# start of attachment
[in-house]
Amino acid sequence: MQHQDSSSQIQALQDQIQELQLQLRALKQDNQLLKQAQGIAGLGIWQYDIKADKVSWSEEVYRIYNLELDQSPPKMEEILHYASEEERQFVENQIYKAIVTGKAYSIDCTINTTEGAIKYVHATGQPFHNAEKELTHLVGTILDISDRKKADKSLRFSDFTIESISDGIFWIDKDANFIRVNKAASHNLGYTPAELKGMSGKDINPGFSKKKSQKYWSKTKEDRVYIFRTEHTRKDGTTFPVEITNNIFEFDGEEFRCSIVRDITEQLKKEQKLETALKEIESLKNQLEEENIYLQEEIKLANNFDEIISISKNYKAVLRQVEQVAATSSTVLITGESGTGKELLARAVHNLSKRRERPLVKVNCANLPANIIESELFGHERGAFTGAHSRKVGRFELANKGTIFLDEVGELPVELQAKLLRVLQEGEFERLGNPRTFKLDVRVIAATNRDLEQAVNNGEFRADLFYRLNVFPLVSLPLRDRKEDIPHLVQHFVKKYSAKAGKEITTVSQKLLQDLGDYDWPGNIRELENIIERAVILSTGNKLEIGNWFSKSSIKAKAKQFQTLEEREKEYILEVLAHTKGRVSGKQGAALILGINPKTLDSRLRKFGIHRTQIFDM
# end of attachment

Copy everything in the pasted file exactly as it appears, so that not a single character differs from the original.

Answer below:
[in-house]
Amino acid sequence: MQHQDSSSQIQALQDQIQELQLQLRALKQDNQLLKQAQGIAGLGIWQYDIKADKVSWSEEVYRIYNLELDQSPPKMEEILHYASEEERQFVENQIYKAIVTGKAYSIDCTINTTEGAIKYVHATGQPFHNAEKELTHLVGTILDISDRKKADKSLRFSDFTIESISDGIFWIDKDANFIRVNKAASHNLGYTPAELKGMSGKDINPGFSKKKSQKYWSKTKEDRVYIFRTEHTRKDGTTFPVEITNNIFEFDGEEFRCSIVRDITEQLKKEQKLETALKEIESLKNQLEEENIYLQEEIKLANNFDEIISISKNYKAVLRQVEQVAATSSTVLITGESGTGKELLARAVHNLSKRRERPLVKVNCANLPANIIESELFGHERGAFTGAHSRKVGRFELANKGTIFLDEVGELPVELQAKLLRVLQEGEFERLGNPRTFKLDVRVIAATNRDLEQAVNNGEFRADLFYRLNVFPLVSLPLRDRKEDIPHLVQHFVKKYSAKAGKEITTVSQKLLQDLGDYDWPGNIRELENIIERAVILSTGNKLEIGNWFSKSSIKAKAKQFQTLEEREKEYILEVLAHTKGRVSGKQGAALILGINPKTLDSRLRKFGIHRTQIFDM